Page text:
Victorious and angry


Consumer credits are back, the economists are telling us, bringing consumers back to shopping malls

Lean, angry and buying again — that’s what Russians are today. Let’s start with “lean”.

My hairdresser tells me that, while in December his old customers had to come by appointment, this year he doesn’t know what to do with himself most of the time.

All through last year, people who previously saw him once in two weeks were now content with a once-in-a-month haircut.

And, he adds, everybody is complaining or is plainly angry at something, like taxes and house utility bills, but mostly at the government in general.

Angry at the world, too, or at least at the Western part of it, with its sanctions and endless accusations of any kind.

We’ve had a year of idiotic nationwide scandals, on the subjects of arts and culture, religion or divorce settlements of stars.

The TV show that I attend regularly slides into furious shouting of eminent experts at each other.

But at the same time the people are back to shopping centres this year-end, Moscow has been clogged by cars these days.

So, where do they get the money now, if they were saving on haircuts? Consumer credits are back, the economists are telling us.

These credits you get right at the cashier’s desk when buying, say, a modest refrigerator or washing machine.

It takes maybe five minutes to spread your payments, for a year or more, in small portions, they just write your credit card number into a contract and copy your ID.

Why so, if only last summer no customer was willing to burden oneself with such credits? That’s because many can see the good days are back, just in time, right when everyone has spent one’s last resources.

The banks are not afraid anymore to risk bad credits for two basic reasons.

First, the economy in general is definitely growing.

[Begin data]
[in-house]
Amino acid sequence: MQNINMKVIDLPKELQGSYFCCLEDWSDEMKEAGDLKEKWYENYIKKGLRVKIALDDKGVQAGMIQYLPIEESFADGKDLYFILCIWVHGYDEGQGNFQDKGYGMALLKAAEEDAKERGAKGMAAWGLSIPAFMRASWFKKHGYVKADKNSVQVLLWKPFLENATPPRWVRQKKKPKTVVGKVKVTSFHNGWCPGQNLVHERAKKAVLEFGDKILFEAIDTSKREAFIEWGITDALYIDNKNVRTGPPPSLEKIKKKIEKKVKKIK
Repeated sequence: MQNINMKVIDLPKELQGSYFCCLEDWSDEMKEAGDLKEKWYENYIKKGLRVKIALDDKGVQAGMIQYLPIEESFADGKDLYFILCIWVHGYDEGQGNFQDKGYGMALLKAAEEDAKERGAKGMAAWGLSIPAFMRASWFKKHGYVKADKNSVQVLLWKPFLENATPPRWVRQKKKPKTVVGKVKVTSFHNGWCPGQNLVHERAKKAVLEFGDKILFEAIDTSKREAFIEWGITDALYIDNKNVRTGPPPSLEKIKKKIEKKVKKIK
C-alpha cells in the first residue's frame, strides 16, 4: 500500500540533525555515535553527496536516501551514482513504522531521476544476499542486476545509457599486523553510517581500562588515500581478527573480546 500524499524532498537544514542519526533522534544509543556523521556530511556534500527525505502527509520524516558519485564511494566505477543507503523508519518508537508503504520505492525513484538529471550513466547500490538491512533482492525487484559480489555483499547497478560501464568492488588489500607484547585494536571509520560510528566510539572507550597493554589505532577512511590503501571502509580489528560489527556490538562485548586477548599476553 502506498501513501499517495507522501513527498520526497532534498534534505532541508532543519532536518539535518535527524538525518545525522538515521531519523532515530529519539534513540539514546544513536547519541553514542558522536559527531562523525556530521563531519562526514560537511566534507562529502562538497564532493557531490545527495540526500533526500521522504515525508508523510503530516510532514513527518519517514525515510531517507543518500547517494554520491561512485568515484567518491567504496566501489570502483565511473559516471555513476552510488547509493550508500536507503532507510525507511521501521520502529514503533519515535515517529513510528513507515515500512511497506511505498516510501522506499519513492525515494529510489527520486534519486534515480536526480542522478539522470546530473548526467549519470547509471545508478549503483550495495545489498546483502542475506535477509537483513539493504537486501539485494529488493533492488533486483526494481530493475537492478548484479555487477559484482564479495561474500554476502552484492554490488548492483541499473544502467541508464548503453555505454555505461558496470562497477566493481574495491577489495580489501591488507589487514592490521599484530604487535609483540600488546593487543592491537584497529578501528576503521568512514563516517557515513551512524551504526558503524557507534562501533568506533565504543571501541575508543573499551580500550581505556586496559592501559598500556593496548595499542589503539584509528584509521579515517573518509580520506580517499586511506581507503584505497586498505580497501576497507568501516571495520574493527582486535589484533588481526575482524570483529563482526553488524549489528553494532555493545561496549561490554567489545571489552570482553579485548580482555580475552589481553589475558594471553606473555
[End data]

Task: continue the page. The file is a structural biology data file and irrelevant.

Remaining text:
There are bets being made on the figure of 2% (above or below it). The Ministry of Economy tells us that the growth of 2017 will be more than 2%. Economists are saying that 1.8% is much more likely.

And, second, 2017 was the year of investment records (5% more than in 2016). We are talking about direct foreign investments into concrete projects, not in the volatile money markets. Money is coming to Russia and staying here.

Direct investments from Asia are up 25% in 2017 to US$32.4 billion (RM130.25 billion). You may think China is the leader. After all, it was China that initiated a series of deals with Russia after Russia’s disagreement with the West in 2014.

But, no, its leadership will come maybe in 2018, after expected big deals make China a virtual co-owner of several big oil and gas (O&G) Russian companies.

The biggest Asian investor into Russia is, unexpectedly, Japan, willing to engage not only in hydro-carbons, but also in industrial ventures.

The US$15.1 billion the Japanese placed here is almost twice more than China’s US$8 billion.

And, surprisingly, Europe in general is investing more than Japan.

There is no final figure for 2017 yet, but it is known that Russia has suddenly made it to the 10th place in Europe as direct investments’ destination.

Germany, as usual, is in the lead, putting in 20% more money than a year ago into 43 big industrial ventures.

America, in the meantime, is isolating itself from the trend, doing almost no business with Russia.

So, we have foreign money coming in.

But at the same time Russia is welcoming back its old love, the O&G money.

Nobody expected oil to go up to US$60 a barrel, but there it is.

I recently met a typically enthusiastic oilman (office and limousine type), predicting the price hitting a US$100 per barrel, if the Chinese go on raising their demand.

But in the meantime, the economy has almost overcome its oil curse, aiming to cut the hydrocarbons revenue budget share to 5% from the current 7%-8%.

In any case, the excessive oil bonanza goes directly to replenishment of currency reserves.

So, things are looking up, but the public, even the shopping centre crowd, is still full of aggression after two-three harrowing years.

It hasn’t yet decided to vote against the President Vladimir Putin (his re-election is due on March 18, 2018, and he’d get 83% of the vote if it was today).

But at least two key ministries, Health and Education, are a constant target of not always fair attacks.

There are other targets, like big businessmen who have substantial “unpatriotic” holdings abroad.

Even ladies driving flashy SUVs are under fire.

There were cases when courts, hearing cases of such ladies hitting someone on the pedestrian crossings, were besieged by people demanding the harshest possible penalty.

Men are somehow being spared such attitude.

But in any case, I like an angry Russian more than a downcast one.

  • Dmitry Kosyrev is an author of 8 novels and a book of short stories as well as a columnist for 2 Moscow publications. Orientalist by education (Moscow University), he has a special love for Malaysia.